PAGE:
A NASA Discovery mission to conduct the first orbital study
of the innermost planet
NASA logo carnegie institution logo JHU APL logo

Why Mercury?
The Mission
Gallery
Education
News Center
Science Operations
Who We Are
FAQs
Related Links
Contacts
Home

Download iPhone/iPad app Explore orbital data with quickmap Question and Answer Mercury Orbit Insertion Where is MESSENGER? Where is Mercury now? Subscribe to MESSENGER eNews



Three Craters in One
Click on image to enlarge.
Three Craters in One
Release Date: July 8, 2013
Topics: NAC, Scarps, Tectonics, Volcanism



Date acquired: March 30, 2011
Image Mission Elapsed Time (MET): 209960906
Image ID: 67407
Instrument: Narrow Angle Camera (NAC) of the Mercury Dual Imaging System (MDIS)
Center Latitude: -63.00
Center Longitude: 5.11 E
Resolution: 387 meters/pixel
Scale: The yellow box is ~60.5 km (37.6 mi) wide.
Incidence Angle: 63.5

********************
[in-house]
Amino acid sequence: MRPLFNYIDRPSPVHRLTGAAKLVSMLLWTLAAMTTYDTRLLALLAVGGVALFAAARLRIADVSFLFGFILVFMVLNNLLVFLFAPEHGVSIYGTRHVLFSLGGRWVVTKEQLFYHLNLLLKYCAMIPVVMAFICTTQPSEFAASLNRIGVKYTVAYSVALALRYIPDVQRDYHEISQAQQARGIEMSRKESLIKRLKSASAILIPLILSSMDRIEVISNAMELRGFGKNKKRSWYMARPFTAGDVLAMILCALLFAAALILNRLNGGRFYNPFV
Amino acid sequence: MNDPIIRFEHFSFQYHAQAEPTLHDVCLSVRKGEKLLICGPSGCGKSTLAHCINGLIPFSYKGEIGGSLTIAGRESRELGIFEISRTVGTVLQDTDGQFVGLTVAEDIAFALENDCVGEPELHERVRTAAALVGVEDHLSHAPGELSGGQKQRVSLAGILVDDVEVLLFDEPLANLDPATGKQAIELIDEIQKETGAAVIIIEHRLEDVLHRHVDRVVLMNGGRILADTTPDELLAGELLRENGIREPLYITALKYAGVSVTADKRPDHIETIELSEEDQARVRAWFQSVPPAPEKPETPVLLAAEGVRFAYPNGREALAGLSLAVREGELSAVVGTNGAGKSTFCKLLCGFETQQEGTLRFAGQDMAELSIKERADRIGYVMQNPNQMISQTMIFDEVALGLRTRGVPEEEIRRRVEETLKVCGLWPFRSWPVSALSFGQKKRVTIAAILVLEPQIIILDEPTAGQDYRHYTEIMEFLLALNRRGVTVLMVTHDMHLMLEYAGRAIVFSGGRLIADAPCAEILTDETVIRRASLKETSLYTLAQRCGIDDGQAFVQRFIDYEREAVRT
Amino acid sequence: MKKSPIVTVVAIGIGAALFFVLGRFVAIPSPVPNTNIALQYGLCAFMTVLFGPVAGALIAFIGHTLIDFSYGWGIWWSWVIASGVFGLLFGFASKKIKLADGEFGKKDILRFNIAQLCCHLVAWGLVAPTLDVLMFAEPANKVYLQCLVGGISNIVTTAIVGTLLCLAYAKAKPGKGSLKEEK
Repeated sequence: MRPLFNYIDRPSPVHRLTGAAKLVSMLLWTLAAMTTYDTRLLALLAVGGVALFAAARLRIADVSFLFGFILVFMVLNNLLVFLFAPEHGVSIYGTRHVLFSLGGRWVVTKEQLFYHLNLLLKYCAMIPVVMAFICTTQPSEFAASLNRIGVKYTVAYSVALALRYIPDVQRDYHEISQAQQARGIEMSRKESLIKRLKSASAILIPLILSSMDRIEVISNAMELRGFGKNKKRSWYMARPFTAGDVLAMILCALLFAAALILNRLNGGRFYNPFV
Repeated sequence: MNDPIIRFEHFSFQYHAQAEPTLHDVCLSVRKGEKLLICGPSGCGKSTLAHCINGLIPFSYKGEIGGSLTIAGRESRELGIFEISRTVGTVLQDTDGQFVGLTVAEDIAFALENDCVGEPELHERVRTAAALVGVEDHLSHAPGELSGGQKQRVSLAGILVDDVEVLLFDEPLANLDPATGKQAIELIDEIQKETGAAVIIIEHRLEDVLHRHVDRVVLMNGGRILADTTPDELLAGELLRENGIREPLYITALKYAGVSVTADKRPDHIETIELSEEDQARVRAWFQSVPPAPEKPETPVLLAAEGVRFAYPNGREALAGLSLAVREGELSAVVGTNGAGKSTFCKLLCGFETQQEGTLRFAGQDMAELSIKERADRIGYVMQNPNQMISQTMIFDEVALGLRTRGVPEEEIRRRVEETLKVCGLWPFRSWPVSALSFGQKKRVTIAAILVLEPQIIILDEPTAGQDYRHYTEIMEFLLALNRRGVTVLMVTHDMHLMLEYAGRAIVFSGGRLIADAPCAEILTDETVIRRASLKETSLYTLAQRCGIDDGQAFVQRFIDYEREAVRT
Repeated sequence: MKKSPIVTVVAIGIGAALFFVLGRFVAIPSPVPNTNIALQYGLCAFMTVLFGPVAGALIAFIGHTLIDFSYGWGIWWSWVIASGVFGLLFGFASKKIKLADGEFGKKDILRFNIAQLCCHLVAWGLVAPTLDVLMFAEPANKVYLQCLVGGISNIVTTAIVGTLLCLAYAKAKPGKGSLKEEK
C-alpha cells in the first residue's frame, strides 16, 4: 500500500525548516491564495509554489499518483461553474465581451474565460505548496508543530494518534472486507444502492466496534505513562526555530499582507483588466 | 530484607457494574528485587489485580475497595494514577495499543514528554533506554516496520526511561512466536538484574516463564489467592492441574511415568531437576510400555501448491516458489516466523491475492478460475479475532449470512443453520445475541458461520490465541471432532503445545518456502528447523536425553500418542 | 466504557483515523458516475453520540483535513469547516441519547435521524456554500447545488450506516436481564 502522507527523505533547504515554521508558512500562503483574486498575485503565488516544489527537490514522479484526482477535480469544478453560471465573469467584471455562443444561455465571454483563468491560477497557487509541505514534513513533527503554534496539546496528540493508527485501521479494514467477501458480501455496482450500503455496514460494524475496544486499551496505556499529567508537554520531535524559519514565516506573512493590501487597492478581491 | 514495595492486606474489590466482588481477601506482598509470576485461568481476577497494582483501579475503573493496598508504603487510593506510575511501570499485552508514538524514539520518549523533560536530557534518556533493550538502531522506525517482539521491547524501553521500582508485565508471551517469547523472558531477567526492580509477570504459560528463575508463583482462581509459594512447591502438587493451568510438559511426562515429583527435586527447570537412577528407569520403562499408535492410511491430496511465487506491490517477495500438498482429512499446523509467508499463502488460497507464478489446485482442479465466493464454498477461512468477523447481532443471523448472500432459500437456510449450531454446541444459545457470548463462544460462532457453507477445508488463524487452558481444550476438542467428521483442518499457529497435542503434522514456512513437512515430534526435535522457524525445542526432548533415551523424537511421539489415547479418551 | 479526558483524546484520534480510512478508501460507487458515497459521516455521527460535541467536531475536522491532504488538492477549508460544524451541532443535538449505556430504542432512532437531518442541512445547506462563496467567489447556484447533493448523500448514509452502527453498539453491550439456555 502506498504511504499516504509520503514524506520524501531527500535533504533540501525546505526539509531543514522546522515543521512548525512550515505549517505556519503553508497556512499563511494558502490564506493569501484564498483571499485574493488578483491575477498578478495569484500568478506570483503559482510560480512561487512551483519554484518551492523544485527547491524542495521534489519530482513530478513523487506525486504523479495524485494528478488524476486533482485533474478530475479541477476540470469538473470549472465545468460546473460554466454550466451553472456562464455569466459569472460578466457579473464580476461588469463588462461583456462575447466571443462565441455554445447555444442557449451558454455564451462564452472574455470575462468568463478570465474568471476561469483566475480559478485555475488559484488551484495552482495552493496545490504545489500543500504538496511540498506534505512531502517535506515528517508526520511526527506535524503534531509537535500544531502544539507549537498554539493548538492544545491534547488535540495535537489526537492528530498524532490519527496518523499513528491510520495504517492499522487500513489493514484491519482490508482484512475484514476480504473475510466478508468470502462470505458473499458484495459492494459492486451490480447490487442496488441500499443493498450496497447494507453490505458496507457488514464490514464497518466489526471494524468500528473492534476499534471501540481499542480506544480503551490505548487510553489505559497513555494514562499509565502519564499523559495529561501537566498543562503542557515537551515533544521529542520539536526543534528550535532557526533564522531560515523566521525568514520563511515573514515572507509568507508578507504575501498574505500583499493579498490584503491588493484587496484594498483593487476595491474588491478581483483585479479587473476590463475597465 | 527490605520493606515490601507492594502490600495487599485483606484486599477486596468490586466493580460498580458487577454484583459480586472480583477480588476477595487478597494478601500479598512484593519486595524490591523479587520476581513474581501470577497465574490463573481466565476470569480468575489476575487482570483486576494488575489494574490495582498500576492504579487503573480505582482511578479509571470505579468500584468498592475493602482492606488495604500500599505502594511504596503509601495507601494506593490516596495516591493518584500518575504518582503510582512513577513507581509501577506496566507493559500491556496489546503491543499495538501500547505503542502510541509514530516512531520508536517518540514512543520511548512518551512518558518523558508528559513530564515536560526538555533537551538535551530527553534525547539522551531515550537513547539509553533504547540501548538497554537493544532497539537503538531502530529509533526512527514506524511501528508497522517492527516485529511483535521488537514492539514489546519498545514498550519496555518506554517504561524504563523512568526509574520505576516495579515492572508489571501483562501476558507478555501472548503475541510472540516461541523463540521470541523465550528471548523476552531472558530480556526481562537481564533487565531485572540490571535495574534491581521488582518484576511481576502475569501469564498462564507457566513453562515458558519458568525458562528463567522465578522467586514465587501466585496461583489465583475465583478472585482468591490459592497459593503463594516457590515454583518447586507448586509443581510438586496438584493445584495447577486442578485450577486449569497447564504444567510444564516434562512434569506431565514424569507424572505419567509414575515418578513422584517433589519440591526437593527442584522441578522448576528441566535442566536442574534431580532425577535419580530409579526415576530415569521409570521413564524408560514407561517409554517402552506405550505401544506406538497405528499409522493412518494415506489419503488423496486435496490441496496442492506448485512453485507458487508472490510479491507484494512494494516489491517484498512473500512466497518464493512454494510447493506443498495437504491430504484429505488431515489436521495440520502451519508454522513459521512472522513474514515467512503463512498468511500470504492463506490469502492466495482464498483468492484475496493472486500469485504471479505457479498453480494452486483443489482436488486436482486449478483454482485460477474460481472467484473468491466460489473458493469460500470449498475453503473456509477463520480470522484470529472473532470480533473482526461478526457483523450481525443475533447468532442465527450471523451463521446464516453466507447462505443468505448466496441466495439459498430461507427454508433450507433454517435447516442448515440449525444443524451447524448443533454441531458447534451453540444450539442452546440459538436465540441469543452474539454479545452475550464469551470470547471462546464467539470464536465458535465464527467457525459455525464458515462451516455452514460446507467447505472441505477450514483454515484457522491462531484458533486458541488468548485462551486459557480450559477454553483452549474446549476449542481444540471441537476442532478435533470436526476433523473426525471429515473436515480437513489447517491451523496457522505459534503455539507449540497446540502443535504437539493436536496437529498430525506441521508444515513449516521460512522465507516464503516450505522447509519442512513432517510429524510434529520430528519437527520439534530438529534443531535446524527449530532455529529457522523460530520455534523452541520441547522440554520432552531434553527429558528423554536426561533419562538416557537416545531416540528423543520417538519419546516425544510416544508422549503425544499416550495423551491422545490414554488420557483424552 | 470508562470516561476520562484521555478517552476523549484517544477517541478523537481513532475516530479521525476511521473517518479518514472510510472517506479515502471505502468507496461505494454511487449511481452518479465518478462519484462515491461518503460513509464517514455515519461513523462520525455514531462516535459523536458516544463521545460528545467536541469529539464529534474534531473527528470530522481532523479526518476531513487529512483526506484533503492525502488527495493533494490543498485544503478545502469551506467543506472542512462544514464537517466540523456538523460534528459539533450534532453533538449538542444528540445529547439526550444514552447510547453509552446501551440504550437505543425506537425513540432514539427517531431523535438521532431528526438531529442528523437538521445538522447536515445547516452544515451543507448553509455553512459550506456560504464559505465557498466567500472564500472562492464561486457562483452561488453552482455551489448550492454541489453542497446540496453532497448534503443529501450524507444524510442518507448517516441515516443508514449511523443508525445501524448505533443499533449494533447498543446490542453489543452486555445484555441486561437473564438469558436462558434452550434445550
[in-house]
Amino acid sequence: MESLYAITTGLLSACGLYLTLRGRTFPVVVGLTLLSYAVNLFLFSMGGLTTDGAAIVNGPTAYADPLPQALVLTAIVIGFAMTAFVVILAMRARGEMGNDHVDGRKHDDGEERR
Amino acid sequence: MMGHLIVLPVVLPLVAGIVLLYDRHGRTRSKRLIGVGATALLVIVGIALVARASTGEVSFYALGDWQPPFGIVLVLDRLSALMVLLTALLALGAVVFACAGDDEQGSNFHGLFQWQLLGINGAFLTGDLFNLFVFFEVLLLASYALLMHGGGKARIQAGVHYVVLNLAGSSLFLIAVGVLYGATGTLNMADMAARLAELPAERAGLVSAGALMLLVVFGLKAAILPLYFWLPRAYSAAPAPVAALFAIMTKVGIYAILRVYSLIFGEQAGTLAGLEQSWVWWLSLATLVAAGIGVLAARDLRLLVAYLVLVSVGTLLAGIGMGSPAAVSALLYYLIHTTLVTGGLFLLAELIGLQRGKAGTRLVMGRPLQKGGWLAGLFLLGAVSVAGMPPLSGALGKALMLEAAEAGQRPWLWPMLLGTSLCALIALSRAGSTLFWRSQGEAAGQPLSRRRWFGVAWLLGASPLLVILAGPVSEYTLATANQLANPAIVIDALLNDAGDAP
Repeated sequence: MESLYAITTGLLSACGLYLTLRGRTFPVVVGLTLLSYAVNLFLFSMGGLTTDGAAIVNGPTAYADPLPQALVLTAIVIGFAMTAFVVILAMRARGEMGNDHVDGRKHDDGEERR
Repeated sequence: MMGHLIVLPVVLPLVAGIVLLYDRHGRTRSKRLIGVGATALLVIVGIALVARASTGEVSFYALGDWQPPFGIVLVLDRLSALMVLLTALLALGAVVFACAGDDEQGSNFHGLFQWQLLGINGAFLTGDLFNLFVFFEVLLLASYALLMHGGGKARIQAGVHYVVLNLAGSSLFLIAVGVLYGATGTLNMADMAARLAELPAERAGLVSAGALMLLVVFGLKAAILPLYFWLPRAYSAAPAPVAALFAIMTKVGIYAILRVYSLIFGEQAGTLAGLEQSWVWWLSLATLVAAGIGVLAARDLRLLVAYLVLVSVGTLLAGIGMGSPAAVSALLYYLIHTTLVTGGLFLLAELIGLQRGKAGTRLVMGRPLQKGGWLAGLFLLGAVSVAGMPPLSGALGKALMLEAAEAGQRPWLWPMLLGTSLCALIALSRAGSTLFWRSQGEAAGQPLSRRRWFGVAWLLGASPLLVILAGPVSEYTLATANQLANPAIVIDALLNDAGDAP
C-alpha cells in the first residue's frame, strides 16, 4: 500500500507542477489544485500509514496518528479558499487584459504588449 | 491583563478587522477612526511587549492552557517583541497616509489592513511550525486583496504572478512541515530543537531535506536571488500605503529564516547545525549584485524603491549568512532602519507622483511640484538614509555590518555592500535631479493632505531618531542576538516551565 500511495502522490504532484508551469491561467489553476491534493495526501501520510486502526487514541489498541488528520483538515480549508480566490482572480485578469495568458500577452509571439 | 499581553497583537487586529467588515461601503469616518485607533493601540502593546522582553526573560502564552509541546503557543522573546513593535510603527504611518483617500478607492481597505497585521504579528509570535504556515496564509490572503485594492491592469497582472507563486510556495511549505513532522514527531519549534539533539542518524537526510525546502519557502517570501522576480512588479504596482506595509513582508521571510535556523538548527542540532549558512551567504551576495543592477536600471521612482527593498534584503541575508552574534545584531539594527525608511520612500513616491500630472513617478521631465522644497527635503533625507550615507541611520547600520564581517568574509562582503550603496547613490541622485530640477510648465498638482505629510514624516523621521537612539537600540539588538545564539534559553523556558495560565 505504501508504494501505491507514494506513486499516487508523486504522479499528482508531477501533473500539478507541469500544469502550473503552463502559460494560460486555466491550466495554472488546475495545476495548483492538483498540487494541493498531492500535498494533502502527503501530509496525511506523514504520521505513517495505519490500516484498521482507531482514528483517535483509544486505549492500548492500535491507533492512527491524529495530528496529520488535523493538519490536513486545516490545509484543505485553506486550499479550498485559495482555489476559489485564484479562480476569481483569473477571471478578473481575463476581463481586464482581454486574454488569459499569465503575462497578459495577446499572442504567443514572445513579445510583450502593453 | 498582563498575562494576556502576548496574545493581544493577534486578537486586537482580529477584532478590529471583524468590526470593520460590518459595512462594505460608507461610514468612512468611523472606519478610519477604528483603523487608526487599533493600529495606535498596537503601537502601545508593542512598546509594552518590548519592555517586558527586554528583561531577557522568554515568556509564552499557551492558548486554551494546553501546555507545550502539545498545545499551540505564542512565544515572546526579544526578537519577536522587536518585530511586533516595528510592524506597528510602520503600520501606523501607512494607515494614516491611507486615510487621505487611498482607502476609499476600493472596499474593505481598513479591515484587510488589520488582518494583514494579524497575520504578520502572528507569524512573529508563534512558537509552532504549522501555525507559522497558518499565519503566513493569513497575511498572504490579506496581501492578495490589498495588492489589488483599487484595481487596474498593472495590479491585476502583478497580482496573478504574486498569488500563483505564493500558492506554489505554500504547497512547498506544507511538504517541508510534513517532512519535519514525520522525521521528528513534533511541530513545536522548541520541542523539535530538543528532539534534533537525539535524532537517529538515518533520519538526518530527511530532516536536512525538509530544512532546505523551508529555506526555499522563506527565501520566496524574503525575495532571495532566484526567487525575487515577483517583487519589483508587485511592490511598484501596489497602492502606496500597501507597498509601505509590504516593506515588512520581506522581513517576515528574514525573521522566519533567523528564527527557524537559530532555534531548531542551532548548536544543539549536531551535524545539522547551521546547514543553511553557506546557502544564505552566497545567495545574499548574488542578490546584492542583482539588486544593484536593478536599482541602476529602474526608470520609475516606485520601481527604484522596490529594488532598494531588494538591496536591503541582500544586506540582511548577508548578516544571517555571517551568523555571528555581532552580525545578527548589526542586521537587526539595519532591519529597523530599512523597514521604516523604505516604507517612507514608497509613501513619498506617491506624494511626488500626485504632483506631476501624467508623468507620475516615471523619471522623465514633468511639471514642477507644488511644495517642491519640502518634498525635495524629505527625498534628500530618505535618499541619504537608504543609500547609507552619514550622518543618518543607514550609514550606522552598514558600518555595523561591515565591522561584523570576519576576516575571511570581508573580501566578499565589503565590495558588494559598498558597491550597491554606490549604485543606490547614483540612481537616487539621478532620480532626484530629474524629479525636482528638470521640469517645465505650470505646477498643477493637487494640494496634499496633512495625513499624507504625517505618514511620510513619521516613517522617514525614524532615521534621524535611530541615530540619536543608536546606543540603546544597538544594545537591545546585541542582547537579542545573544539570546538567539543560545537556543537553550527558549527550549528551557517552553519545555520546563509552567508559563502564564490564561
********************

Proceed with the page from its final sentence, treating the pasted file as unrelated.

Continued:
Emission Angle: 1.9
Phase Angle: 61.8

Of Interest:
Within the yellow box, three unnamed craters are stacked one upon another. The rim of the largest of the three is partially obscured, and the crater floor appears filled in, likely due to flooding by volcanism. Superposed on this crater is another younger crater, which has also been impacted by an even younger crater. To the north of the craters, a long scarp (yellow arrows) cuts across the region.

This image was acquired as part of MDIS's high-resolution surface morphology base map. The surface morphology base map covers more than 99% of Mercury's surface with an average resolution of 200 meters/pixel. Images acquired for the surface morphology base map typically are obtained at off-vertical Sun angles (i.e., high incidence angles) and have visible shadows so as to reveal clearly the topographic form of geologic features.

The MESSENGER spacecraft is the first ever to orbit the planet Mercury, and the spacecraft's seven scientific instruments and radio science investigation are unraveling the history and evolution of the Solar System's innermost planet. During the first two years of orbital operations, MESSENGER acquired over 150,000 images and extensive other data sets. MESSENGER is capable of continuing orbital operations until early 2015.

Credit: NASA/Johns Hopkins University Applied Physics Laboratory/Carnegie Institution of Washington


For information regarding the use of MESSENGER images, see the image use policy.


   

   Top  | Contacts
© 1999-2014 by JHU/APL